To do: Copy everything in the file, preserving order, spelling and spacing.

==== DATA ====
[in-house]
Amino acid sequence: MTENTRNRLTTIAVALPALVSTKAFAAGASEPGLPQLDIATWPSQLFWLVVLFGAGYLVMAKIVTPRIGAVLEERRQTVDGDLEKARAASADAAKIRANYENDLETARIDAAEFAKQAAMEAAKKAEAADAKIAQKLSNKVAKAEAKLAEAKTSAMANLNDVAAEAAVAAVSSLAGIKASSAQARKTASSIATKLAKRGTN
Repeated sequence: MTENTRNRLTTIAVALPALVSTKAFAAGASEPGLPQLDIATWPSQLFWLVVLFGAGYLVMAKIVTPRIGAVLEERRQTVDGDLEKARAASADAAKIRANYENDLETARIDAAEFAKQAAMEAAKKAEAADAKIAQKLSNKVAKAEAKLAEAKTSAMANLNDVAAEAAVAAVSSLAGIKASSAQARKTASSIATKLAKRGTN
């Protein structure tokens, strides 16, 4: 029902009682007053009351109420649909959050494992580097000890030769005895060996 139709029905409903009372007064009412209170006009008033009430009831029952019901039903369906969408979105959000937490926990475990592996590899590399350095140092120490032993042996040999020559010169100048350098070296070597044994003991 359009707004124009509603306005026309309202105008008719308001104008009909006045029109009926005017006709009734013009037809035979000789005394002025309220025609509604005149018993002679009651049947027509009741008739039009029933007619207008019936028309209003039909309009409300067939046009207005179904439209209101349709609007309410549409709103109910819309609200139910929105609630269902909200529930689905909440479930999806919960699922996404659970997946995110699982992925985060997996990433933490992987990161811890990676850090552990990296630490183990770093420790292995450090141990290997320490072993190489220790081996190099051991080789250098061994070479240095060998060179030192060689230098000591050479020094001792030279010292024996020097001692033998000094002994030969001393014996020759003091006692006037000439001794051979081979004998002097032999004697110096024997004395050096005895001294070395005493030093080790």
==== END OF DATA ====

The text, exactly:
[in-house]
Amino acid sequence: MTENTRNRLTTIAVALPALVSTKAFAAGASEPGLPQLDIATWPSQLFWLVVLFGAGYLVMAKIVTPRIGAVLEERRQTVDGDLEKARAASADAAKIRANYENDLETARIDAAEFAKQAAMEAAKKAEAADAKIAQKLSNKVAKAEAKLAEAKTSAMANLNDVAAEAAVAAVSSLAGIKASSAQARKTASSIATKLAKRGTN
Repeated sequence: MTENTRNRLTTIAVALPALVSTKAFAAGASEPGLPQLDIATWPSQLFWLVVLFGAGYLVMAKIVTPRIGAVLEERRQTVDGDLEKARAASADAAKIRANYENDLETARIDAAEFAKQAAMEAAKKAEAADAKIAQKLSNKVAKAEAKLAEAKTSAMANLNDVAAEAAVAAVSSLAGIKASSAQARKTASSIATKLAKRGTN
């Protein structure tokens, strides 16, 4: 029902009682007053009351109420649909959050494992580097000890030769005895060996 139709029905409903009372007064009412209170006009008033009430009831029952019901039903369906969408979105959000937490926990475990592996590899590399350095140092120490032993042996040999020559010169100048350098070296070597044994003991 359009707004124009509603306005026309309202105008008719308001104008009909006045029109009926005017006709009734013009037809035979000789005394002025309220025609509604005149018993002679009651049947027509009741008739039009029933007619207008019936028309209003039909309009409300067939046009207005179904439209209101349709609007309410549409709103109910819309609200139910929105609630269902909200529930689905909440479930999806919960699922996404659970997946995110699982992925985060997996990433933490992987990161811890990676850090552990990296630490183990770093420790292995450090141990290997320490072993190489220790081996190099051991080789250098061994070479240095060998060179030192060689230098000591050479020094001792030279010292024996020097001692033998000094002994030969001393014996020759003091006692006037000439001794051979081979004998002097032999004697110096024997004395050096005895001294070395005493030093080790």